Hello darlings! I hope you had a nice weekend and your week is already making sense. I wrote this story for a friend last year and was not going to post it, but with her permission, I have decided to post it. It just might speak to someone reading…
Have a beautiful week 🙂
“You are lucky. You are better off. So instead of sulking, get on with life already. You have so much ahead of you. Smile Oluwabukola. You are better off.” She looked at her grandma with teary eyes as she picked up more wood to make the fire burn faster. “Get me that pot of water Bukola and help me make this food or will you rather your old grandma make the food alone and eat alone?” With that said, she used the end of her wrapper to wipe her eyes and got up to help her grandmother wondering what the woman meant by ‘she is lucky’. How can she say that? She always thought her grandma to be wise but, with the statement she uttered, she doubted her wisdom in that moment.
Ten years later, she was back at her grandmother’s hut watching the woman as she gracefully carried firewood. Her strength makes her wonder. At eighty-five years of age, she is still very agile. “How is life in Lagos Oluwabukola?” she asked while exposing an almost toothless mouth. She is the only one that calls her by her full name. “Very fine mama. Let me help you with that. Besides, you are too old for all these. I should get someone to come and be helping you out.”
“Very thoughtful of you my daughter but, don’t waste your money on an old woman that will soon die. I have been doing all these for as long as I can remember. A few more years are nothing.”
Bukky stared at the plate of Eba and Efo-riro before her completely lost in thought, not hearing her grandma tell her about the things some of the women in the village are doing and how the youths are now so corrupt it bothers her. In the dim moonlight, Abeke could see her granddaughter was only staring into space with eyes clouded with tears. The old woman set her food down and moved her stool closer to Bukky’s own.
“What do I have here? The child that left me 10 years ago or a woman who is happily living life and letting the past remain the past?” she looked into her eyes and held it until Bukky looked away … “she called me mama. How can the past remain in the past when she is still making her way to my present to hurt me?”
“To hurt you, you say.” Abeke chuckled as she clapped in an attempt to kill a mosquito. “How can she hurt you when you don’t allow it ehn Amoke?” she only calls her by her oriki (praise name) when she wants to drive her point home.
“Mama, she called me asking for some money. She said her son was sent out of school because she could not afford his school fees. Has she no shame? She never sent me to school. She never did anything for me. Yet, she called me to help her. It opened fresh wounds I tried so much to get rid of.”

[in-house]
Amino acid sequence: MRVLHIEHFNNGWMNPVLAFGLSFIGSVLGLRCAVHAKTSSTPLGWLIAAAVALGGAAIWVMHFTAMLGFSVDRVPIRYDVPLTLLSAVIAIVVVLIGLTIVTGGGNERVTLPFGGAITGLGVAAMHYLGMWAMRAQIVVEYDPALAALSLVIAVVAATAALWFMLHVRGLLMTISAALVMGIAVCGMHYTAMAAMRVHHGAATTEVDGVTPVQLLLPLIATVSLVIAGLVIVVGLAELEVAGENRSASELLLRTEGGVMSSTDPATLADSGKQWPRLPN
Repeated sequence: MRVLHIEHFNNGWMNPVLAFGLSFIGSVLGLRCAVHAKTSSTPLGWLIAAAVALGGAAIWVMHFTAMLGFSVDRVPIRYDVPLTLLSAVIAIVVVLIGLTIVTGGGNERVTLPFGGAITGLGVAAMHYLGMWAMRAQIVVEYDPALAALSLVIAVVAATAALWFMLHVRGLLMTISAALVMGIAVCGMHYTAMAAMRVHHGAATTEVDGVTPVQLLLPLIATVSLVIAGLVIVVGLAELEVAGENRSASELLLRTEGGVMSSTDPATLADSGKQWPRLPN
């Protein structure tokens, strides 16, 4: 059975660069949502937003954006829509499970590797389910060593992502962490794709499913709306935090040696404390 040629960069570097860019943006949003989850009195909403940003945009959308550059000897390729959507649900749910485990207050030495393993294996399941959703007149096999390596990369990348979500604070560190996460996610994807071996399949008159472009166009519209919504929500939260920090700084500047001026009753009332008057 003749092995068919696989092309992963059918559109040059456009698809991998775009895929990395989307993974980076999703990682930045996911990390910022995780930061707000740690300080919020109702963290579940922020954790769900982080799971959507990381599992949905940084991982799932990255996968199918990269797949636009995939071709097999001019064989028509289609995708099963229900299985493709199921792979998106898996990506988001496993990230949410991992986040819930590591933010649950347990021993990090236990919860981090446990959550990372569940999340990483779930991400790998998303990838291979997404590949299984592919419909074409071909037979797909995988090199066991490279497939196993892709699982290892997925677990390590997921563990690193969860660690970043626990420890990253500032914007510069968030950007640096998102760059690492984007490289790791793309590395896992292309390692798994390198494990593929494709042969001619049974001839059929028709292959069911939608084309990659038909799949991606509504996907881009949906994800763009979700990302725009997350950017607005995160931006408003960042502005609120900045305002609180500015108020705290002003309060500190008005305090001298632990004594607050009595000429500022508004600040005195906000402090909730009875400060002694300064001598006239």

“You tried so much to get rid of it, how? Have you tried love and forgiveness? Do you love yourself Amoke? Because if you do, you will cherish your happiness too much to allow an ordinary human being take it away from you. What do you want to do about your life? Will you live a life full of bitterness and under the control of the past? When are you going to learn Amoke? WHEN? When you are ready to sleep, lock the door. Emi n lo sun ni temi. Odaro.” Abeke walked away shaking her head as though she should slap sense into her granddaughter’s brain.
Bukky stared after her grandmother who took slow strides as her legs could not walk faster. She disappeared inside the house leaving Bukky alone in the dark with mosquitoes and crawling insects. Bukky tried to focus on her grandma’s words but her mind kept going back to the events that surrounded her childhood.
Her mother got pregnant for a man that already had three wives. The man couldn’t care less about her or any other of the children and her mother was no better. Her mother often left her at home from the age of six months to travel and sleep over night with different men. Leaving her at the mercy of the other wives and children who she was rather invisible to regardless of her loud cries. As she grew older, she would go days without food as each wife had to cater for the needs of their children because, the father spent all the money he had on cheap alcohol and women and her mother was never around. She was the only child of her mother. Often looked unkempt, attended no school and was already stealing quite well at the age of four. She was known as a trouble maker and her mother’s clients often made advances to her which only aggravated her mother as she felt she was competing with her. This made her mother take her to Bauchi to be married to an old man at the age of 10. The man already paid her mother. So her mother dropped her in a strange land and left her there not even looking back once. She cried for days but, she was already street smart so she thought of ways to escape. The man violated her and while he climbed her like an old pig that he was, she would stare at him, her eyes void of emotion. She never cried; not even when the man physically abused her. She was able to run away and was able to get enough money after working as a maid to her grandmother’s place at Ijebu. Her grandmother took her in and showed her the love she never received from anyone. She started training her and helping her to let go of her behavior in exchange for a new one. When her mother discovered she had ran away from the man she took her to because, the man was no longer paying her; she went to her mother’s place at the village. Beat her senselessly as her grandma wasn’t around and left with her without Abeke knowing. On getting home, Abeke became distraught until people told her, her daughter had come to take her granddaughter away. Her mum took her to Kano where she was re-married to a rich man. The man liked Bukky genuinely but the mother thought something else was going on. She sent Bukky out of the house in the middle of the night leaving her with no money. She slept outside the gate of the house and when the man saw her in the morning, she narrated the story to him. He apologized on his wife’s behalf and gave her some money to get back to her grandma.